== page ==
“Without looking at the various polling data, it is obvious to anybody the hatred is beyond comprehension. Where this hatred comes from and why we will have to determine,” he said in a statement released through his campaign. “Until we are able to determine and understand this problem and the dangerous threat it poses, our country cannot be the victims of horrendous attacks by people that believe only in Jihad, and have no sense of reason or respect for human life. If I win the election for President, we are going to Make America Great Again.”


One of Trump’s first firings (setting the tone for a presidential term that would see one of the highest staff turnovers ever) was Sally Yates. The then-acting US attorney general refused to enforce his first Muslim ban. 

So she was sacked for “betraying” the department.



Trump was absolutely right to call out Reps. Ilhan Omar (D-Minn.) and Rashida Tlaib (D-Mich.) for their anti-Semitism — including the charge that Israel’s supporters in Congress are disloyal to the United States. But then Trump declared that “any Jewish people that vote for a Democrat” show “great disloyalty” — using the very same anti-Semitic trope that got Omar and Tlaib in trouble in the first place.


Trump removed protection status from 59,000 Haitians, forcing them to return to disaster-ridden Haiti by July 2019

In November 2017, Trump ended a humanitarian program that had allowed 59,000 Haitians to reside and work in the U.S, as the country still tries to recover from 2010’s devastating earthquake, which ripped through its social fabric. 

Haiti is the poorest country in the Western Hemisphere; money sent back home from ex-pats is a lifeline. 

Worse still, in 2020, the forced deportations of Haitians continued during the pandemic, despite human rights activists warning that Trump was essentially “exporting” coronavirus to a nation that would not be able to cope with an outbreak.


This recently finalized rule requires immigration officials to reject applications from immigrants to enter or stay in the U.S. if they have received — or are judged likely to require — any of several public benefits that are tied to need. These include public health services such as Medicaid. The predictable consequence is to discourage immigrant households from accessing such programs even when they’re legally entitled.

As we reported in August 2018, when rumors of the impending rule began circulating, healthcare providers with immigrant clienteles already were seeing a reduction in patients. The director of a clinic in the Latino community of Boyle Heights in Los Angeles told me then that her monthly patient enrollments had fallen by 25% after the public-charge proposal leaked out — on top of a one-third drop after Trump’s election.

Leaving aside the basic cruelty and inhumanity of a rule that instills fear in families, less healthcare for immigrants means a decline in the health profile of the entire community, raising costs for public programs and employers, among many others.

“Why are we having all these people from shithole countries coming here?”

On ‘s–thole’ countries  White House meeting, 11/1/18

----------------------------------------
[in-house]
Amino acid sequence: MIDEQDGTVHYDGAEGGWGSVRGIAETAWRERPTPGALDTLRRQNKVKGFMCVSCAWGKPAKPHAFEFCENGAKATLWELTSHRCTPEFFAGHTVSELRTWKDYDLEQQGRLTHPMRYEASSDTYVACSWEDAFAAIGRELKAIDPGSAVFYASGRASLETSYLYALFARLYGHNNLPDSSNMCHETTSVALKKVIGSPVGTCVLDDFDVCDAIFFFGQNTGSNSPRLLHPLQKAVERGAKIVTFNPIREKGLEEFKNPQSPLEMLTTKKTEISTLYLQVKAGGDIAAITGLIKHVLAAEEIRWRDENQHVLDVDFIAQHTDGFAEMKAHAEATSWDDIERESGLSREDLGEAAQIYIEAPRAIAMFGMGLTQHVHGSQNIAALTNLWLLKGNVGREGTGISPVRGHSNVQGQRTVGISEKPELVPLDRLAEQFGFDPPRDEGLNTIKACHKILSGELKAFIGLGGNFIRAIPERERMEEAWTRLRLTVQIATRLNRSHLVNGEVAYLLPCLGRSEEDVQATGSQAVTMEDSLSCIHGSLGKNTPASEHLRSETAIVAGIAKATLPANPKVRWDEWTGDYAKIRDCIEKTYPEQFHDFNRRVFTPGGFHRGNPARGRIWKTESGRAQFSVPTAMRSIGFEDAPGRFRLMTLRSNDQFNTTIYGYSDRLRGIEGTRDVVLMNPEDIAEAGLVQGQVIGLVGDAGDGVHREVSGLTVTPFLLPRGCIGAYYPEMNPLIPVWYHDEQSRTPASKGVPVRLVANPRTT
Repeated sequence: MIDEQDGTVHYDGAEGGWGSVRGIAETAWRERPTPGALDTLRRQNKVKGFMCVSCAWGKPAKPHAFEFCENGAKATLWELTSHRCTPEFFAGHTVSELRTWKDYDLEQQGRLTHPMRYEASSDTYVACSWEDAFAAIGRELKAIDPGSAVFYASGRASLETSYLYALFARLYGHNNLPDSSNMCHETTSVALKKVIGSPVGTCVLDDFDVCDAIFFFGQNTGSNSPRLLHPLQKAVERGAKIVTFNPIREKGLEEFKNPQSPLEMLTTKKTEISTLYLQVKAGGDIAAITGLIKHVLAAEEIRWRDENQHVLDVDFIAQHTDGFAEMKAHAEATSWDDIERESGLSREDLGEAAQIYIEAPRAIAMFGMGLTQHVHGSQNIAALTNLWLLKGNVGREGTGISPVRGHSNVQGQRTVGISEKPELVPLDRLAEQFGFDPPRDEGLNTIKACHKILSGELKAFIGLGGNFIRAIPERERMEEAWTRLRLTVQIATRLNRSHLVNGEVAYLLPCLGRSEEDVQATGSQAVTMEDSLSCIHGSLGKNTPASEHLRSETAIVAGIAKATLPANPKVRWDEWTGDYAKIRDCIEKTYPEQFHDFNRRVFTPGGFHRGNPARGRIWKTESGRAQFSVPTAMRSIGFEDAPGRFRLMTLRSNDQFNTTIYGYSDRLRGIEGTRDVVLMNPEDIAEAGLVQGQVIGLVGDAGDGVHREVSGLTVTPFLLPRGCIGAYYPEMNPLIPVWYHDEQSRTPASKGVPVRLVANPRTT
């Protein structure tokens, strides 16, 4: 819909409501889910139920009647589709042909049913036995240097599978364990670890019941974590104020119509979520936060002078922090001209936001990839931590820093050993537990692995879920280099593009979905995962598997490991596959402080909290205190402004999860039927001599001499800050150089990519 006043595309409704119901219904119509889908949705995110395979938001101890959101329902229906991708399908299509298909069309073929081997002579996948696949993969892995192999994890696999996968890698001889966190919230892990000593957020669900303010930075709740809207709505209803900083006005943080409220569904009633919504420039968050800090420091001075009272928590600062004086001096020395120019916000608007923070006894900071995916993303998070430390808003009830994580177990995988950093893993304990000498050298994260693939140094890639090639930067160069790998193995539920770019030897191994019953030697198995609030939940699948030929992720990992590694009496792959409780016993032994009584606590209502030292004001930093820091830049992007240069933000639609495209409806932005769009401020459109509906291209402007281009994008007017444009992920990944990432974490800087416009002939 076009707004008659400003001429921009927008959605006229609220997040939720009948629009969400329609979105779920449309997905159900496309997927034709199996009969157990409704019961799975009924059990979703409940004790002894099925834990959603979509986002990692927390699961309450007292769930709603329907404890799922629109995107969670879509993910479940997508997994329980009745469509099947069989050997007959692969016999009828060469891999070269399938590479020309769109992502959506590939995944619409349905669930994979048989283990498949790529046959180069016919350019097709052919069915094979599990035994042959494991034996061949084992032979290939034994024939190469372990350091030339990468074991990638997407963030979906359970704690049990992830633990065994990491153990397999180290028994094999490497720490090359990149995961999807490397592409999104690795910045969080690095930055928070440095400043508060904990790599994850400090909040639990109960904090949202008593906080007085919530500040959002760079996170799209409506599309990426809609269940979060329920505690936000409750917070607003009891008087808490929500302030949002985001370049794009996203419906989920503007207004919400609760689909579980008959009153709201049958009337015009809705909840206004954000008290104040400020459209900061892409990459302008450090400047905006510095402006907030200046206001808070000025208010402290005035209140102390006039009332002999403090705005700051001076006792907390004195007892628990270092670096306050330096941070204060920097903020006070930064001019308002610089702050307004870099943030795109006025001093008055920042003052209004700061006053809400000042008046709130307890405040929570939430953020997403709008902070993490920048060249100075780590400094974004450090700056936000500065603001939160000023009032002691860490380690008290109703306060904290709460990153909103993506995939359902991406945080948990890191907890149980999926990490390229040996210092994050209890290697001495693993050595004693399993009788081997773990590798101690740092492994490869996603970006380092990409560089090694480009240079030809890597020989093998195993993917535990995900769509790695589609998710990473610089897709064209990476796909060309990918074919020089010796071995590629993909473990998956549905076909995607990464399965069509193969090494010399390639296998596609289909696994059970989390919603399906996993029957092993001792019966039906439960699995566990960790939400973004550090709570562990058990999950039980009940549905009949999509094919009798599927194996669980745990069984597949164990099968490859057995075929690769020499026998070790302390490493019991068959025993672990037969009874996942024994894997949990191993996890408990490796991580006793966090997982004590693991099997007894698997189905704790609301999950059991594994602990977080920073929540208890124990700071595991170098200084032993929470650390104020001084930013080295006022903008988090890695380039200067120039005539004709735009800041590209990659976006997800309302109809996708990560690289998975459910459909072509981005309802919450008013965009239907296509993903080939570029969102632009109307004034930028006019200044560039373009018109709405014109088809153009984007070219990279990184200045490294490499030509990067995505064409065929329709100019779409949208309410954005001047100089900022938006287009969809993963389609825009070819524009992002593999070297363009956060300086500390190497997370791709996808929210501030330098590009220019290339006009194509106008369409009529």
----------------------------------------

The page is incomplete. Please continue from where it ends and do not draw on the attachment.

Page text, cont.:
Most recently, Trump was widely denounced for his reported comments describing Haiti, El Salvador and some African nations as “s–thole” countries during an immigration meeting last week with lawmakers of both parties.

“Why are we having all these people from s–thole countries come here?” Trump asked, according to people briefed on the meeting who spoke with The Washington Post. He also singled out Haiti, saying, “Why do we need more Haitians? Take them out.” He then went on to suggest that the U.S. instead take in more people from countries like Norway.


Trump’s busy fingers on social media often display that he doesn't really think or check things before he shares them on his official account, which is a worrying thing to consider when you are talking about the US president. 

Perhaps the most disturbing thing that Trump has ever shared on his timeline was a series of Islamophobic tweets from the deputy leader of the far-right group Britain First back in November 2017. 

Trump did later apologize for sharing the tweets, telling Piers Morgan in a television interview that he knew nothing of the group beforehand, adding:

“If you are telling me they're horrible people, horrible, racist people, I would certainly apologize if you'd like me to do that.”

boards a plane to visit detention centers holding migrant children in McAllen, Texas, on June 21, 2018, wearing a green Zara jacket featuring the words "I Really Don't Care, Do U?" written in graffiti lettering across the back.

Her visit came on the heels of the president's decision to reverse his administration's policy to separate children from their detained parentswho crossed the border into the United States seeking asylum. He'd first signed such his zero-tolerance order that May, resulting in the separation of more than 2,300 children from their parents. (As of October 2020, more than 500 children remained separated from their parents.) Responding to heavy criticism over the jacket four months later, the first lady — whose spokeswoman at first denied the piece was making a statement — said the "I Really Don't Care" message was aimed at the "left-wing media."


From Trump's 2016 Campaign

“Businesses are leaving our country like they’ve never left before. They’re going all over. They’re going to Mexico, that I can tell you. Mexico is like the eighth wonder of the world,” Trump said on Aug. 9.